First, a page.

johnny9fingers (johnny9fingers) wrote in talk_politics,

Our Heroes....

Yesterday I watched a concert for military personnel who had been disabled in the conflicts in Iraq and Afghanistan.

Now despite being a bit of a commie pinko liberal I feel that this is hugely important, and given that I'm from the first generation of my family not to have served in the armed forces since Waterloo, it brought upon me a welling up of proper emotion of the manly kind.

Then today I read this, and you know what? It makes me pretty damn sick.

I know that folk who go into a professional army don't have a natural disinclination to kill other folk: it is, after all, part of their job description. But surely they should be doing so only under orders. That is the point of discipline. Folk get to murder the opposition when properly ordered, and get called heroes for doing it. This is the point of an army. After all the murderous impulse appears to exist only just below the surface in some people, and society has to find a place for them.

But the downside or payback is that our heroes only kick the shit out of folk when ordered to by a senior who then takes responsibility for that order. Exceeding one's orders in these cases is not only a criminal act, it is an act against the very core of the forces: which is discipline.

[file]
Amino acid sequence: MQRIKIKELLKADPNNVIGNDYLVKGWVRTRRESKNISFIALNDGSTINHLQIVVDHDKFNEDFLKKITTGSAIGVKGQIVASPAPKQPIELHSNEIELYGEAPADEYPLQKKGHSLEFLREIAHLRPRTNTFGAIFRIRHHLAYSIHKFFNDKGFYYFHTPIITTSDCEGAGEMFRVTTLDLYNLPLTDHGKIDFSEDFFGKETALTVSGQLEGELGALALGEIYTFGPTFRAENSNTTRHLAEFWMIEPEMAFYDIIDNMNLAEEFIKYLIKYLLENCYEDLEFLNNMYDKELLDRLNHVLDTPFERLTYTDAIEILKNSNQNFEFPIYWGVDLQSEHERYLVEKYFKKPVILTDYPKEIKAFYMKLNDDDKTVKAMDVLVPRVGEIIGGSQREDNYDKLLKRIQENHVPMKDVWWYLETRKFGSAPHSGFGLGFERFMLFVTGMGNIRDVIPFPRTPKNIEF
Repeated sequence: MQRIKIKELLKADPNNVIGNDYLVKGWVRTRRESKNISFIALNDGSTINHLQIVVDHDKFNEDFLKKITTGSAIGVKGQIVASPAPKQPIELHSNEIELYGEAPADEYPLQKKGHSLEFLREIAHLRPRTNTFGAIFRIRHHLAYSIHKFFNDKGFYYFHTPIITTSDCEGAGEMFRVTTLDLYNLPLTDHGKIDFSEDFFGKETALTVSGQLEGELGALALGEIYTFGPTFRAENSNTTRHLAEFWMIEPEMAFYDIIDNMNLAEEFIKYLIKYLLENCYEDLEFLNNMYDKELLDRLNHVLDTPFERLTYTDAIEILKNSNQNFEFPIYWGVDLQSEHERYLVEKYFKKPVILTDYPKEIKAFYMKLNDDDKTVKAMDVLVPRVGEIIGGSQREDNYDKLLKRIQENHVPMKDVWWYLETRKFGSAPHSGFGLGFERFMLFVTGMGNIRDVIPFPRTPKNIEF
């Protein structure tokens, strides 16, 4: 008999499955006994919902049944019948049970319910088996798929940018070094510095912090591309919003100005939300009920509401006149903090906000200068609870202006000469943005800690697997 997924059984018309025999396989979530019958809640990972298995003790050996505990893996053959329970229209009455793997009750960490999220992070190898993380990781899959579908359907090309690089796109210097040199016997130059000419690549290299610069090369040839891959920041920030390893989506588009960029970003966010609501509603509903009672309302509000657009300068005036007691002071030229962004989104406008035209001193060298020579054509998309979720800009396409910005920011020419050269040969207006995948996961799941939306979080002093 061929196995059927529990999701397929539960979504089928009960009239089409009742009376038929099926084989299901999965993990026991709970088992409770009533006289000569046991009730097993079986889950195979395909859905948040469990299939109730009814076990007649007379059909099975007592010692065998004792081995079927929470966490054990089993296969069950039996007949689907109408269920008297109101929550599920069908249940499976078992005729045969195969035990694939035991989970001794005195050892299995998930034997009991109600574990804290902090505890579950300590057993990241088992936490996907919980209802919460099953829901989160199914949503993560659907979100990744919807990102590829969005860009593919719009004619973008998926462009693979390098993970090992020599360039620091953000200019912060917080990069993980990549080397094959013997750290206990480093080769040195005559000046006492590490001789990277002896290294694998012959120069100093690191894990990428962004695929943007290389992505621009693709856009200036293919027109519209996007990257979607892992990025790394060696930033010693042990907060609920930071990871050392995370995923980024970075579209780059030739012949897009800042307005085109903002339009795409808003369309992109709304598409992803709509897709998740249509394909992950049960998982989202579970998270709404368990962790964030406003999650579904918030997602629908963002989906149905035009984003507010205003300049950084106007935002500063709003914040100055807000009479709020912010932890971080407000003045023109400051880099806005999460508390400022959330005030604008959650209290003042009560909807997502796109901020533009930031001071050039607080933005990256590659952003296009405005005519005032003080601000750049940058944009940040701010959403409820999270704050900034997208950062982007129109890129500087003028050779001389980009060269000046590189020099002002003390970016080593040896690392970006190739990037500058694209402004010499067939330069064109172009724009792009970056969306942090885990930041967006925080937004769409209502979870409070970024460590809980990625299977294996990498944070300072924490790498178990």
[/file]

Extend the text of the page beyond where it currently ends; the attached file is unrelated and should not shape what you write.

So if there is a 'culture' of excess, are the top brass to blame?

In strict judicial terms I would have thought that the command has two options: either find your scapegoats, or be put in the frame for institutionalised murder yourselves. But I'm prepared for an International lawyer to put me right here.

Given that the US army seems to have platoons full of Patrick Bateman types too: finger-collectors and suchlike, I would imagine that the same malaise and situation is also true in America.

So my question is: should our heroes be given carte blanche to murder as and when they like (to keep in practice, so to speak) or are they responsible for their actions? And who is responsible: the officers who turn a blind-eye to a bit of callous Batemanism, because squaddies will be squaddies, after all? Or is it the murdering soldiers who have exceeded their orders themselves? Or is it the rest of us who are happy to let such actions go unpunished?

I mean, does it really matter: they're all foreigners, it's far away and in another country, and let's face it, the victims are all brown, and worse, don't believe in the baby Jesus as the messiah.

It's not as if it tarnishes the rep of our magnificent forces in the opinion of our media, or that it adds to the likelihood of greater and more trenchant opposition to our noble peacekeeping efforts to introduce the rule of law to these godless places.
Tags: military
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